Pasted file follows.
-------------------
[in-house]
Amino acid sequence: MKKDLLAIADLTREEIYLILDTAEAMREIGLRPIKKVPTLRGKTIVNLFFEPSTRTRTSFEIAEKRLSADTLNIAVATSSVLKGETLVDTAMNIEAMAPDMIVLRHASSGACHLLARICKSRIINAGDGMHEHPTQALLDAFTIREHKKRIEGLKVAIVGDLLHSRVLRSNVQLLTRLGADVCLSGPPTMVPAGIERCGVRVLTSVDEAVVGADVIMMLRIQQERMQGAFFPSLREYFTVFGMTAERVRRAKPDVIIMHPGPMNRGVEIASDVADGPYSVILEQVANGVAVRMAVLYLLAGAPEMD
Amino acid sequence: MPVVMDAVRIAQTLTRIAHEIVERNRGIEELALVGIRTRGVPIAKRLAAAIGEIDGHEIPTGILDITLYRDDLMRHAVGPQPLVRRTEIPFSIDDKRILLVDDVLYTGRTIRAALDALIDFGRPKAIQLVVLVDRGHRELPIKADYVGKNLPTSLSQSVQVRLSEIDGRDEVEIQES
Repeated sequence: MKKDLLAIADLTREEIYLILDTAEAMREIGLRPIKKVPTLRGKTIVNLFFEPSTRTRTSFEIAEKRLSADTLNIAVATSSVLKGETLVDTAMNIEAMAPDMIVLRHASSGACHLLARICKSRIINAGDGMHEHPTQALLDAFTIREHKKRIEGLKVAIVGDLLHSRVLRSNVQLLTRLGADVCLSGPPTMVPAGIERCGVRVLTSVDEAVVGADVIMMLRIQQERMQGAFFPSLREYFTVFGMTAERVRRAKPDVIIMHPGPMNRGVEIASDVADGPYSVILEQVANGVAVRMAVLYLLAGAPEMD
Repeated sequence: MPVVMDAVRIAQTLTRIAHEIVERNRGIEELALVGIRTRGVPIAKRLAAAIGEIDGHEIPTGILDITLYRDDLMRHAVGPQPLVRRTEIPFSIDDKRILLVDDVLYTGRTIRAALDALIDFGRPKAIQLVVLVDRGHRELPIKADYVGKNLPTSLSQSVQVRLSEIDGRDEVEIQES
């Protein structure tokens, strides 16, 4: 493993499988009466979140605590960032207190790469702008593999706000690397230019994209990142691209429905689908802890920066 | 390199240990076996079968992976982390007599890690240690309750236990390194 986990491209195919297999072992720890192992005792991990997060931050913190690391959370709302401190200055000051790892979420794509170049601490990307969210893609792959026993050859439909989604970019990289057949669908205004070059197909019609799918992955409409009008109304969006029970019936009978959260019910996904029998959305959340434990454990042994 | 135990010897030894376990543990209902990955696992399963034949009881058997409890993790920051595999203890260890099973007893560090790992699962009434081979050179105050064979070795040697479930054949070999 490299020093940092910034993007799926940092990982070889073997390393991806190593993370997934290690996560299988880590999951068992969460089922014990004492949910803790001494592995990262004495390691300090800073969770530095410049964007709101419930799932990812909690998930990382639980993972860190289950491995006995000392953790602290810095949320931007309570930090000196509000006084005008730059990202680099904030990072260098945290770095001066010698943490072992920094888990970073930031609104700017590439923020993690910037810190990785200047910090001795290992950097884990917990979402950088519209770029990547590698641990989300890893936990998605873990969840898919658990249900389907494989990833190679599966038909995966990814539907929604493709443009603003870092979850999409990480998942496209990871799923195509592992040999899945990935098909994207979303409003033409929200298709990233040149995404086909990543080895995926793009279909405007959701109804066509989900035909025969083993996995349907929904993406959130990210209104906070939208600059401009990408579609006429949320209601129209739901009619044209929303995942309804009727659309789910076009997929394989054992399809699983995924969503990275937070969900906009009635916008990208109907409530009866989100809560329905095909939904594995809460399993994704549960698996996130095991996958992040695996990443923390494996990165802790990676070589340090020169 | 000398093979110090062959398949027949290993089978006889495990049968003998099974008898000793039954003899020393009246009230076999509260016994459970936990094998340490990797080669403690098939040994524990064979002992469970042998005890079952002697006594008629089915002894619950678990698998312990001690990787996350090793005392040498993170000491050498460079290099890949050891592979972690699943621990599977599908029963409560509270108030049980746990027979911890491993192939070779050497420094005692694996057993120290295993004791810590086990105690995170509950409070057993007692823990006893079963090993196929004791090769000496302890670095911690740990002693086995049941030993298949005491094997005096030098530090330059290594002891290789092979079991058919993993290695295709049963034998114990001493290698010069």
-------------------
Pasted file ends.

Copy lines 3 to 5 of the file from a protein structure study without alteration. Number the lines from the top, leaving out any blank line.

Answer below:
Amino acid sequence: MPVVMDAVRIAQTLTRIAHEIVERNRGIEELALVGIRTRGVPIAKRLAAAIGEIDGHEIPTGILDITLYRDDLMRHAVGPQPLVRRTEIPFSIDDKRILLVDDVLYTGRTIRAALDALIDFGRPKAIQLVVLVDRGHRELPIKADYVGKNLPTSLSQSVQVRLSEIDGRDEVEIQES
Repeated sequence: MKKDLLAIADLTREEIYLILDTAEAMREIGLRPIKKVPTLRGKTIVNLFFEPSTRTRTSFEIAEKRLSADTLNIAVATSSVLKGETLVDTAMNIEAMAPDMIVLRHASSGACHLLARICKSRIINAGDGMHEHPTQALLDAFTIREHKKRIEGLKVAIVGDLLHSRVLRSNVQLLTRLGADVCLSGPPTMVPAGIERCGVRVLTSVDEAVVGADVIMMLRIQQERMQGAFFPSLREYFTVFGMTAERVRRAKPDVIIMHPGPMNRGVEIASDVADGPYSVILEQVANGVAVRMAVLYLLAGAPEMD
Repeated sequence: MPVVMDAVRIAQTLTRIAHEIVERNRGIEELALVGIRTRGVPIAKRLAAAIGEIDGHEIPTGILDITLYRDDLMRHAVGPQPLVRRTEIPFSIDDKRILLVDDVLYTGRTIRAALDALIDFGRPKAIQLVVLVDRGHRELPIKADYVGKNLPTSLSQSVQVRLSEIDGRDEVEIQES